A few weeks ago, I was heading out for breakfast one morning at what is known as a very popular place in London and ended up at a completely different cafe than that one I had originally booked! Why was that? Well… while booking, confirming and arriving at the restaurant the customer service I experienced was so poor I couldn’t face giving them my business.
Going off to find somewhere else it made me wonder. Had anyone in the queue outside had the same bad experience as I did? If so, were they willing to overlook it to try this ‘great place’? It’s at that point I started to think, to debate, to question: What IS more important when it comes to eating out, the food or the service?
What if you go somewhere where the food is fantastic but the service is (for want of a better word) shit? On the other hand, what if you arrive somewhere to a warm and friendly welcome but your meal is kind of average? Do you forgive average food for fantastic service? Equally, do you forgive bad service for good food?
Okay, there are two sides to this story because there’s bad service and then there’s unfortunate service. Things will go wrong, it can’t be helped and we’re okay with that. It’s usually how a restaurant rectifies it that says a lot about them. In another breathe you can even say there is a third type that I like to call the ‘so bad its good’. Restaurants who are known for their notoriously blunt approach to customers. Where feeling like an inconvenience is almost PART of the service! Almost comedic! Yet people go back time and time again…
Thankfully, we are pretty lucky in London that there’s plenty of places where this question doesn’t apply and they’ve got it down to a T. However, with the rise of trendy restaurants with a queue down the road, I can’t help feel there has been an increase in some places thinking they can get by on hype alone. A ‘get them in, get them out’ mentality, a complacency, a silent attitude that suggests they don’t need to work hard to keep you as you’re a tiny cog in a big machine. Of course, these places are businesses and yes, their main focus is turning over as much custom as possible, but surely making people feel valued enough to return is the key to long-term success?
What also inspired me to write this article was an experience totally opposite to the first one I mentioned. A small local place I’d gone for dinner where the food was nice but nothing out of the ordinary. Somewhere I wouldn’t go out of my way to return to unless I was in the area. However, this time I would, and I’ll tell you why. The service and atmosphere were so bloody brilliant it made my entire evening. Dinner, dessert and lots of drinks later, the group stayed much longer than we had originally thought when we first sat down. Not because the food was going to break any records but because of the energy and atmosphere. Controversially (and what was the case on my evening out), you could even say your experience, good or bad, even changes the taste of your entire meal! Is that even possible? Yes, I truly believe that a meal made with passion will taste better! Maybe there’s some science behind this idea? That’s one for another article, maybe!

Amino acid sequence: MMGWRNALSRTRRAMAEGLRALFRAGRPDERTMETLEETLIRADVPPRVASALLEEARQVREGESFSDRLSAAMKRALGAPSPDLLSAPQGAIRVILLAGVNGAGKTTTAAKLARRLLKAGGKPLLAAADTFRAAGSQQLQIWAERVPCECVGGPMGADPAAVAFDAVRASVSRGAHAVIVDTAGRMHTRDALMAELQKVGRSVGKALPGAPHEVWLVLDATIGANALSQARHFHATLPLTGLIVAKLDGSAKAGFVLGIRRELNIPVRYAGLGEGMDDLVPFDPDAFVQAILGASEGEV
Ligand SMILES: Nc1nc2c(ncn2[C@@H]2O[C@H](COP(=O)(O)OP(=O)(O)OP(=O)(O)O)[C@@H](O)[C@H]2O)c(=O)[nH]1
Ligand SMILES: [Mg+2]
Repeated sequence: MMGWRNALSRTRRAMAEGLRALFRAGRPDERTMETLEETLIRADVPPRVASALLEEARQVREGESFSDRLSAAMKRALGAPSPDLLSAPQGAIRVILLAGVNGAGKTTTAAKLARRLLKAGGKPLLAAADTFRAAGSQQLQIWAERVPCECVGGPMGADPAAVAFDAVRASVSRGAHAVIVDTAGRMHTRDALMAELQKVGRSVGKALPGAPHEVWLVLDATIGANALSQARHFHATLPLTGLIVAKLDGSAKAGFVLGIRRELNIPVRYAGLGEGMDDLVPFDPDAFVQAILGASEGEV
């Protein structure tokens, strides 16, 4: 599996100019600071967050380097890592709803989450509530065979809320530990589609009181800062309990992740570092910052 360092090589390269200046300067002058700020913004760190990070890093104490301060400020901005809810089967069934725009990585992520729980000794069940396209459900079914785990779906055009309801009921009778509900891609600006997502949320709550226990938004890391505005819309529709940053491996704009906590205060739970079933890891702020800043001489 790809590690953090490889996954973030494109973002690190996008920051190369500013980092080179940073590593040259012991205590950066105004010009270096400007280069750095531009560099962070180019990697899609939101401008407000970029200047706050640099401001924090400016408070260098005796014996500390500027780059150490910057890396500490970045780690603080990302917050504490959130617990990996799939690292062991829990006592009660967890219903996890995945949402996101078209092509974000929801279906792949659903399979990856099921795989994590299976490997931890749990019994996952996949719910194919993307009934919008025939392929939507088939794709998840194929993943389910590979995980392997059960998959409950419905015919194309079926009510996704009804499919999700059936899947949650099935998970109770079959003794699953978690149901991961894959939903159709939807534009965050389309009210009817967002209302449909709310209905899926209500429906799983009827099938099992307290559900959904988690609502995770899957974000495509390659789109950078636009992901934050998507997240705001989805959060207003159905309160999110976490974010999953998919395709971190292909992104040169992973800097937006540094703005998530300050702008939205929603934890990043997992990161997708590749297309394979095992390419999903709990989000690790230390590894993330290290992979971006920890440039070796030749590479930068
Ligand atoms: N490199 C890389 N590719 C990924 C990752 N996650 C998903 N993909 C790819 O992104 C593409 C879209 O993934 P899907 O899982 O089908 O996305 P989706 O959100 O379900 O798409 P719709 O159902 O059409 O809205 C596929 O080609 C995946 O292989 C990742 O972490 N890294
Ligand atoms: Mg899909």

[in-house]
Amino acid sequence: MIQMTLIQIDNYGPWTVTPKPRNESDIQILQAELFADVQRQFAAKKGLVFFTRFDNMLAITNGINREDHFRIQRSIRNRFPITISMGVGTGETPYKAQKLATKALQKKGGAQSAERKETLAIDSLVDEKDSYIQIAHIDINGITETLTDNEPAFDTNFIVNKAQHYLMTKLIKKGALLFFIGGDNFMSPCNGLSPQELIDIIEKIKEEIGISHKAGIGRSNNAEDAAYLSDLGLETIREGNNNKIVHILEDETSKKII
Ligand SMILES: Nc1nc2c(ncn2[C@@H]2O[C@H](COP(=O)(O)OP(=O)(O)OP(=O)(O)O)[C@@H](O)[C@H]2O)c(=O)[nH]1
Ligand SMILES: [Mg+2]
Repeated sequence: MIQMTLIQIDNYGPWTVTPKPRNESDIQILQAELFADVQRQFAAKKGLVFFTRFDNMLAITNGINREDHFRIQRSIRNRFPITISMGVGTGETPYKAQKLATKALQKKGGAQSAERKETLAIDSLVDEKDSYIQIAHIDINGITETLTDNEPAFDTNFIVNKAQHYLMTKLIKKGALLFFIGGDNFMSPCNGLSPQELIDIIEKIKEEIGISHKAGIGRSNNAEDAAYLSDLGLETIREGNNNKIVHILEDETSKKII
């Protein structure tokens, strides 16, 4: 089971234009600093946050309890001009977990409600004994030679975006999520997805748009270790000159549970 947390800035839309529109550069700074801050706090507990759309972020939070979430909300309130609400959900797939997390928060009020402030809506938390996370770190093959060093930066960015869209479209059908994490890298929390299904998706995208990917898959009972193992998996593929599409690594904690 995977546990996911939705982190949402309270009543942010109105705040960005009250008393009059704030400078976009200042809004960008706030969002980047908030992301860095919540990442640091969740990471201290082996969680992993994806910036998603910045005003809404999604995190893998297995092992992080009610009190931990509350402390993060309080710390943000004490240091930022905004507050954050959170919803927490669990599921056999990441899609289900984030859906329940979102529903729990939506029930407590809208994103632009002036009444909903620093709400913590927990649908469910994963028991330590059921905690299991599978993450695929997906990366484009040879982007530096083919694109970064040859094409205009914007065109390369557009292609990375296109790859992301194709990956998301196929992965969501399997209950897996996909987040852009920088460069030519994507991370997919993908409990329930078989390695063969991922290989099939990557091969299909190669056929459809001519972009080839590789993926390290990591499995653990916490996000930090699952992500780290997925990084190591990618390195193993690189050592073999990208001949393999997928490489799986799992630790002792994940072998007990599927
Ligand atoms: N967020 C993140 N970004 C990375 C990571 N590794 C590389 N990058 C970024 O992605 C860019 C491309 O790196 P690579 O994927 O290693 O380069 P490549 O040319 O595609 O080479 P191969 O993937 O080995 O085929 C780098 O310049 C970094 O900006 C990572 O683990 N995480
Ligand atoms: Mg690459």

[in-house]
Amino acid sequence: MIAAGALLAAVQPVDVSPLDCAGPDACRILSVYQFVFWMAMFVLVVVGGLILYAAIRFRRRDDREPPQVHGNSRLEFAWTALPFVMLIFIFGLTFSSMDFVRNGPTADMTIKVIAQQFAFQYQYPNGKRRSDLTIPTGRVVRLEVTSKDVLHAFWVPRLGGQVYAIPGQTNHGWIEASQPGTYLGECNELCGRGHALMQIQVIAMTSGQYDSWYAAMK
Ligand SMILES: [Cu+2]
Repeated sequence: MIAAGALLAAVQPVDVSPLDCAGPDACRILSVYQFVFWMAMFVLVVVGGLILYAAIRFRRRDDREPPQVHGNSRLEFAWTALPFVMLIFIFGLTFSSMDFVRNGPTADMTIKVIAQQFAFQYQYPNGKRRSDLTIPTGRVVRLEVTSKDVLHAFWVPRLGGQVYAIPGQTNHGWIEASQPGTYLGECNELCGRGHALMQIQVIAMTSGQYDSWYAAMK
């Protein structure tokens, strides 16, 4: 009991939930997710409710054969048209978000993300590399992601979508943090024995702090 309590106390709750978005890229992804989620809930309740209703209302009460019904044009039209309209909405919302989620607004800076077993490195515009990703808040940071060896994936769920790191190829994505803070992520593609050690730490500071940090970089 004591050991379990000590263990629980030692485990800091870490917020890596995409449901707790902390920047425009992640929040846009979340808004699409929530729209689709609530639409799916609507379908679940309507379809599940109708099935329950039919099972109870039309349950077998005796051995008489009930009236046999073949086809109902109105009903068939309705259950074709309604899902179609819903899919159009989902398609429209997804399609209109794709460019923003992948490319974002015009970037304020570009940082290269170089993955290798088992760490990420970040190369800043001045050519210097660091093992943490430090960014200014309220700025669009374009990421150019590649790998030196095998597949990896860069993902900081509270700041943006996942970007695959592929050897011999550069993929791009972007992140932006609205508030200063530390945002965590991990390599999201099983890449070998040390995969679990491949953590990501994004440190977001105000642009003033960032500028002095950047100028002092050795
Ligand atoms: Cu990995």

Now, because I didn’t try the food at the first place I can’t say for sure that it’s great but rest assured I’m going on opinions from a whole load of very well fed friends. No matter how amazing breakfast could have been, for me, good food never forgives bad service and I would choose our lovely waiter in the second restaurant over fantastic food any day! (Given the food isn’t inedible of course!!) A bit of slowness we can all live with and a waiter who isn’t smiling ear to ear, yes, totally okay but we should never be made to feel undervalued. Especially when we’ve been thinking about our Sunday brunch since Monday morning (You know that’s true!)
A quick Google after I’d written this piece lead me to this from Bon Appetite magazine who have debated the exact same question. They raise another valid point that we don’t just go to restaurants for the food but we go for our friends, to vent, to celebrate, to have an evening out, and that’s absolutely true. Is sometimes food secondary to our evening out? Yes, I think on some occasions it is.
In an ideal world, it’s the balance of attentive service with an equal measure of efficiency that is key to a good eatery – the same balance that requires eating a big fat slice of chocolate cake one day then maybe a salad the next. I’m not a restaurant owner, nor do I have any kind of business brain but I am a serial eater and it’s us ‘tiny cogs’ (that are not so tiny at all) that hold everything together and make it work in the end. Hype dies down, the next ‘big thing’ comes along, and food can have off days … but good service never fails!
So… what’re your thoughts?